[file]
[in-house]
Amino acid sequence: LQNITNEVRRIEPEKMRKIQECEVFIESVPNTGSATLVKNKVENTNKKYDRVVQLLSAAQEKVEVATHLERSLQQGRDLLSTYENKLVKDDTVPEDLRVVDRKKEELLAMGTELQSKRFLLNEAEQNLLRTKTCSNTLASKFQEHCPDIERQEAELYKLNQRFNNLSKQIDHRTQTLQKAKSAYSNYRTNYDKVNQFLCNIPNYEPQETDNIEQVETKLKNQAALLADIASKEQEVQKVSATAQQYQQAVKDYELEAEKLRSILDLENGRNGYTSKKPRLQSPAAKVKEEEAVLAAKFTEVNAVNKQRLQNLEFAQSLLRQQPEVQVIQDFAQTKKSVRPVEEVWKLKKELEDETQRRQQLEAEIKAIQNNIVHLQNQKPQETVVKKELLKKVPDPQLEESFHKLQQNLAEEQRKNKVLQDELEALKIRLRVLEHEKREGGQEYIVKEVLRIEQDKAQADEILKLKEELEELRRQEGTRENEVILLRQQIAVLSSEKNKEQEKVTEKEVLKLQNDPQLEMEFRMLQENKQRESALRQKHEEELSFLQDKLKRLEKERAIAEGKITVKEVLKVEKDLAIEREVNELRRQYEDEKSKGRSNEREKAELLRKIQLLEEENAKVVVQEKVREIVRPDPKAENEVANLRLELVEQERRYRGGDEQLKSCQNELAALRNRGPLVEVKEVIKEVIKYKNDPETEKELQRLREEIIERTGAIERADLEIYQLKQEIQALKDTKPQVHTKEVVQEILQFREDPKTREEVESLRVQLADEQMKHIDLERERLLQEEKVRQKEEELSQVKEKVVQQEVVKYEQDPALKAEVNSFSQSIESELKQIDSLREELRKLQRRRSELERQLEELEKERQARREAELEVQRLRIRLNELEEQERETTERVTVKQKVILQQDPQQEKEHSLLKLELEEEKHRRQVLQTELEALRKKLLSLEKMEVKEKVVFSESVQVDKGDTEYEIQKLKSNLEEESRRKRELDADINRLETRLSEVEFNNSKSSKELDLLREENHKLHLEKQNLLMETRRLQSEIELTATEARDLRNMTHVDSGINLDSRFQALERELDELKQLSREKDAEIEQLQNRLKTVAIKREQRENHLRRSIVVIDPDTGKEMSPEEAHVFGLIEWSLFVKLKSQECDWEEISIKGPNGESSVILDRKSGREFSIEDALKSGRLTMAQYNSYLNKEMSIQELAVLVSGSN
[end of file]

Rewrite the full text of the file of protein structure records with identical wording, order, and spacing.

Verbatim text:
[in-house]
Amino acid sequence: LQNITNEVRRIEPEKMRKIQECEVFIESVPNTGSATLVKNKVENTNKKYDRVVQLLSAAQEKVEVATHLERSLQQGRDLLSTYENKLVKDDTVPEDLRVVDRKKEELLAMGTELQSKRFLLNEAEQNLLRTKTCSNTLASKFQEHCPDIERQEAELYKLNQRFNNLSKQIDHRTQTLQKAKSAYSNYRTNYDKVNQFLCNIPNYEPQETDNIEQVETKLKNQAALLADIASKEQEVQKVSATAQQYQQAVKDYELEAEKLRSILDLENGRNGYTSKKPRLQSPAAKVKEEEAVLAAKFTEVNAVNKQRLQNLEFAQSLLRQQPEVQVIQDFAQTKKSVRPVEEVWKLKKELEDETQRRQQLEAEIKAIQNNIVHLQNQKPQETVVKKELLKKVPDPQLEESFHKLQQNLAEEQRKNKVLQDELEALKIRLRVLEHEKREGGQEYIVKEVLRIEQDKAQADEILKLKEELEELRRQEGTRENEVILLRQQIAVLSSEKNKEQEKVTEKEVLKLQNDPQLEMEFRMLQENKQRESALRQKHEEELSFLQDKLKRLEKERAIAEGKITVKEVLKVEKDLAIEREVNELRRQYEDEKSKGRSNEREKAELLRKIQLLEEENAKVVVQEKVREIVRPDPKAENEVANLRLELVEQERRYRGGDEQLKSCQNELAALRNRGPLVEVKEVIKEVIKYKNDPETEKELQRLREEIIERTGAIERADLEIYQLKQEIQALKDTKPQVHTKEVVQEILQFREDPKTREEVESLRVQLADEQMKHIDLERERLLQEEKVRQKEEELSQVKEKVVQQEVVKYEQDPALKAEVNSFSQSIESELKQIDSLREELRKLQRRRSELERQLEELEKERQARREAELEVQRLRIRLNELEEQERETTERVTVKQKVILQQDPQQEKEHSLLKLELEEEKHRRQVLQTELEALRKKLLSLEKMEVKEKVVFSESVQVDKGDTEYEIQKLKSNLEEESRRKRELDADINRLETRLSEVEFNNSKSSKELDLLREENHKLHLEKQNLLMETRRLQSEIELTATEARDLRNMTHVDSGINLDSRFQALERELDELKQLSREKDAEIEQLQNRLKTVAIKREQRENHLRRSIVVIDPDTGKEMSPEEAHVFGLIEWSLFVKLKSQECDWEEISIKGPNGESSVILDRKSGREFSIEDALKSGRLTMAQYNSYLNKEMSIQELAVLVSGSN